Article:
One of the finest of the erotic albums (Album M) is usually attributed to the famous and prolific northern figure master Leng Mei (ca. 1670-1742 or later), and it is true that Leng Mei seals appear on the leaves. But his seals and signature, like Qiu Ying's, were often placed on figure paintings that are not by him. Some of these are crude imitations, forgeries of Leng Mei; others, including this album, are works of high quality to which Leng’s seals were added, presumably to make them more saleable. One of the finest of the meiren or beautiful woman paintings, for example, the well-known “Woman Resting from Reading” in the British Museum ( PUP Fig. 5.14), bears Leng Mei seals but is a later, more sophisticated production, very different from the distinctive image of woman that can be seen consistently in Leng Mei’s reliable works. Leng Mei’s own paintings, moreover, mostly reveal nothing of the urbane wittiness that distinguishes this album. It must be by an artist working around the third quarter of the 18th century, probably in the north. The style resembles not so much Leng Mei’s as that of Cui Hui, active around the same time as Leng (cf. PUP Figs. 3.20-3.22); it may be one of Cui’s followers, not famous enough to market his work under his own name, who painted this album. We would like very much to know who he is, and to identify more of his work.


Fig. 44

The album is executed in a highly finished, realistic style that owes much to European art, but with a lightness of touch, in both brush and conception, that tempers the indelicacy of the subjects. Several of the leaves are set outdoors, and have an attractively bucolic character. In one, for instance, (Fig. 44) a herdboy is about to take the virginity (we assume) of a young girl, who may have come out onto the hillside to fly the kite that lies on the ground at left. This seemingly spontaneous and uncomplicated encounter evokes an interplay of innocence and knowledge, and pastoral dreams of return to a state of youthful freshness. It hints also at the allure of child sex, and thus, like other leaves in the album, has a tinge of the near-perverse, which is somehow intensified here by the way the cow and nuzzling calf, behind, roll their eyes back to watch. The rendering of the animals and the riverbank setting in the semi-Westernized illusionistic manner contributes to the ingenuous plein-air openness of the scene.

 Fig. 45

A non-physical encounter, subtler and wittier, is set in a small courtyard (Fig. 45). The gardener boy pauses from sweeping leaves to entice a girl in the household, who watches from behind a split-bamboo blind at the window, by drawing out the front of his pants and pointing meaningfully at the farthest extension. The girl chews her sleeve and gazes intently, captivated by what she is shown. But the artist has made us privy to the boy’s deception by allowing us to glimpse, through a gap in his trousers, his much more modest member.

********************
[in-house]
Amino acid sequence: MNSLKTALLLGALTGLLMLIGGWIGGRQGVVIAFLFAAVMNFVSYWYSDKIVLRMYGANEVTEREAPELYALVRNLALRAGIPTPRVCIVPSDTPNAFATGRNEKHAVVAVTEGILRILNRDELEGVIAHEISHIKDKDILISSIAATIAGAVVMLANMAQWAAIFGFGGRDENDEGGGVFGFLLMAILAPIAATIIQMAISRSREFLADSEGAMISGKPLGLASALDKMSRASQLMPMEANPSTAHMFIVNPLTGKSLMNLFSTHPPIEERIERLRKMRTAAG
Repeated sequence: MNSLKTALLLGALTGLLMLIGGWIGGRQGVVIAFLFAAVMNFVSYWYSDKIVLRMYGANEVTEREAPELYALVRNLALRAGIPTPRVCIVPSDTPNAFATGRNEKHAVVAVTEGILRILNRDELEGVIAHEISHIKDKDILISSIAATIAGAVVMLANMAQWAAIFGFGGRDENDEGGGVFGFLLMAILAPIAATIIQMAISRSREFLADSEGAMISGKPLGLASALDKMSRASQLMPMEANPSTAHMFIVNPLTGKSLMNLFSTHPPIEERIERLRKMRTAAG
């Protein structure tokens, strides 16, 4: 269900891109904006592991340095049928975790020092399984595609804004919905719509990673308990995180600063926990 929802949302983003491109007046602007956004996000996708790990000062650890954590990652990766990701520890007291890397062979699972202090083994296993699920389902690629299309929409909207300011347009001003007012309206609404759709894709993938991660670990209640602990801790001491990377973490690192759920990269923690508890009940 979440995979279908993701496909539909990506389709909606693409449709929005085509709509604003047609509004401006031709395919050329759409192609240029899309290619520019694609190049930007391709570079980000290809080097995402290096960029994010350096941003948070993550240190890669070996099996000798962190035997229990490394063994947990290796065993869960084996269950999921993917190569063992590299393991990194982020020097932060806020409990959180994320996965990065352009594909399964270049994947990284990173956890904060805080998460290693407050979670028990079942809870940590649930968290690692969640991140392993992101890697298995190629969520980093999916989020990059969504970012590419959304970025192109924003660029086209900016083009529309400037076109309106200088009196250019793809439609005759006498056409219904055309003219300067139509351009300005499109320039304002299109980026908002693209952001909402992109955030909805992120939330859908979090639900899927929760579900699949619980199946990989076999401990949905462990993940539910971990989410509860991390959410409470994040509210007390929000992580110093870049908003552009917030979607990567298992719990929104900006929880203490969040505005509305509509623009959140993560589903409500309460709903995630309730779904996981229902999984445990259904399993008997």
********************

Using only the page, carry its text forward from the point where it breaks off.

In another outdoor scene, two women hold down a third, exposing and fingering open her sex, while another picks an eggplant with which to violate her; a baby she carries looks slyly out at us, as if privy to the game. In still another, a girl holds and gazes at the extended penis of a braying donkey, too absorbed to notice a boy who is reaching under her clothing as she squats. Our artist treats these as good clean fun, and almost persuades us that they are that. In one of the indoor leaves, a confused-looking girl kneels before a portly, stern-faced woman, presumably the mistress of the house, who appears to be demanding oral sex, while a young man in the doorway behind, penis exposed, signals a more attractive offer.[2] These leaves suggest a reading of the album as, among other things, an artist’s fondly amused (and partly imagined) exploration of female sexuality. In any case, the extraordinary refinements of execution and an air of bucolic innocence give these pictures more the character of mildly off-color pleasantries, of the kind the Chinese love, than of real erotica, and rescue them from any effect of coarseness that their subjects might evoke.

We are a long way from albums of the type that presented simple portrayals of one sex act after another. In none of these leaves is the act really taking place--the one with the ox and calf (Fig. 44) comes closest, showing the moment before penetration. In the more straightforward scenes of less sophisticated albums, sex is unproblematic: he and she come together and go at it, with no interference. This album, by contrast, is devoted to subtle pictorial explorations of how young people and old attempt to negotiate the complex situations into which sexual desire, their own or others’, has drawn them. The effects are achieved, moreover, through truly pictorial means: no literary descriptions of the scenes could capture the nuances conveyed here (although, of course, literary description opens other possibilities, such as telling what preceded the moment depicted, or describing what the people are feeling.) The intricacy of the album’s program and its excellence as a work of art must place it, eventually, high up within this neglected genre.

Fig. 46